In Lake County, Ohio, officials say at least a handful of voters have reported receiving a notice on phony board-of-elections letterhead saying that anyone who had registered through a variety of Democratic-leaning groups would not be allowed to vote this year.
In Pennsylvania, an official of the state Republican Party said it sent out 130,000 letters congratulating newly registered voters but that 10,000 were returned, indicating that the people had died or that the address was nonexistent. Mark Pfeifle, the Republican spokesman, said the numbers showed that in their zeal to register new voters, Democratic-aligned groups had committed fraud.
And in Michigan, Secretary of State Terri Lynn Land said she had to put out a statement mid-last month about where to send absentee ballots after voters in the Ann Arbor area received calls telling them to mail the ballots to the wrong address.
With lawyers and poll watchers descending on battleground states and the presidential race tight enough that every vote could count, elections officials say that charges of voter intimidation and voter fraud, on the street or in courtrooms, are flying more furiously than anyone can remember in recent elections.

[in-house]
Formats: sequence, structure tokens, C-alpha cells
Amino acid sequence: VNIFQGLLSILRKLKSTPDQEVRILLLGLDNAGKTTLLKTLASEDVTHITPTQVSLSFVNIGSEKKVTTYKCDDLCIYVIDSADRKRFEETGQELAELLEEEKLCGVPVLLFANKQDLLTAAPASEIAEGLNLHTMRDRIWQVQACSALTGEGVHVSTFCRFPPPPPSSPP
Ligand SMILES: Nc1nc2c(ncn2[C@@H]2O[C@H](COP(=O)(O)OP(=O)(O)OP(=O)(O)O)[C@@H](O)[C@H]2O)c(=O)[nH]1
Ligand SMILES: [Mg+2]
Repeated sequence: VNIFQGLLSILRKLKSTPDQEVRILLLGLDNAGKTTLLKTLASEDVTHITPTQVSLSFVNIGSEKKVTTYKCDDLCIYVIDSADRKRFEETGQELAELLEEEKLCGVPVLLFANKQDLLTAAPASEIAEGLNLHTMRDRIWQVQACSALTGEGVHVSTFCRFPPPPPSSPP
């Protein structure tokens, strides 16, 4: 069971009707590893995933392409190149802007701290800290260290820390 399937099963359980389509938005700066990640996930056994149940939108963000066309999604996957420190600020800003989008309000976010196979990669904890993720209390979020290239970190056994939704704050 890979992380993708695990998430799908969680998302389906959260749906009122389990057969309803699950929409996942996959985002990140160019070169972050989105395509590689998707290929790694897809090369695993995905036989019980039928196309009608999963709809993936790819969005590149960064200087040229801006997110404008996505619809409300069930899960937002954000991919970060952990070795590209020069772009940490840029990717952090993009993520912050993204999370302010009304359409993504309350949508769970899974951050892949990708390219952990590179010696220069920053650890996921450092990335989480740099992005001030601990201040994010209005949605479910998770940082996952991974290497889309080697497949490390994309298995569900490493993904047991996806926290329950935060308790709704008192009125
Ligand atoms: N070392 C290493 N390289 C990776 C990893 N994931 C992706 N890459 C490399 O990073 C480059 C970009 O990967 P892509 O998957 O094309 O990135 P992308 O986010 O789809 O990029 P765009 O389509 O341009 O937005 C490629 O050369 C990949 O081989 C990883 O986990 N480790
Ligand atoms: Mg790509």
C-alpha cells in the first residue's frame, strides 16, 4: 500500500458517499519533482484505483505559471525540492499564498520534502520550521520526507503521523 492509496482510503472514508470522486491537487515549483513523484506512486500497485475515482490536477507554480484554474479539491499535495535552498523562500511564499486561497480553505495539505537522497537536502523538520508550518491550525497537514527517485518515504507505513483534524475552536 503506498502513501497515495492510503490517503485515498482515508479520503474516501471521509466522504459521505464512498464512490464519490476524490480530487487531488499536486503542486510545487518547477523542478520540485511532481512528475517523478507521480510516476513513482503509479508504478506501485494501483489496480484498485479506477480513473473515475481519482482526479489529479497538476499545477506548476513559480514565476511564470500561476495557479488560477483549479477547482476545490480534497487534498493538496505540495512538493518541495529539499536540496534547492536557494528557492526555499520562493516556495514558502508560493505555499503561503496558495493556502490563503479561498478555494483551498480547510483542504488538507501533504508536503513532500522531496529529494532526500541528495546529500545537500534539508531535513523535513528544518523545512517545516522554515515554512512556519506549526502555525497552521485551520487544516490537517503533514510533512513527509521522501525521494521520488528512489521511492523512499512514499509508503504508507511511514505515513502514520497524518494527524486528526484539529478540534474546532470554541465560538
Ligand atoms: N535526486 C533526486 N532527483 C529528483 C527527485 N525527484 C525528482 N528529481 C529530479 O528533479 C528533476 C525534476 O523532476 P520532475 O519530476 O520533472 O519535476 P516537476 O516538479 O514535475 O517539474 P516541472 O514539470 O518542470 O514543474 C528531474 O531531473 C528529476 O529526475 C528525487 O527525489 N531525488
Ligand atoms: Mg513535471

Much of the tone has been set by a propaganda war of sorts between the parties, with the Democrats charging that efforts are being made to suppress the vote and Republicans warning against voter fraud or double voting.
In part, the charges are designed by each party to get out their core supporters to the polls. But court battles already under way over such matters as to who gets to cast provisional ballots show this is also a serious struggle that could continue in the courts.
Democrats have tried to walk a fine line. For weeks they made charges that Republicans were working to keep down turnout and deter newly registered voters. But as election day has approached, they have moderated their tone, assuring voters that all will be fine at the polls, mindful of surveys showing that reports of confusion can deter voters.
In Philadelphia, where turnout among blacks is considered crucial to the Democrats winning Pennsylvania, state Democrats held a press conference last week where the Reverend Jesse Jackson assured voters there would be no disruptions at the polls. Michael Whouley, the get-out-the-vote expert at the Democratic National Committee (DNC), held a teleconference with reporters last week to insist that the reports of challenges and confusion at polling places were greatly exaggerated.
"American democracy is working," he said.
Jenny Backus, another adviser to the DNC, said that early voting had gone smoothly, and that election day would too.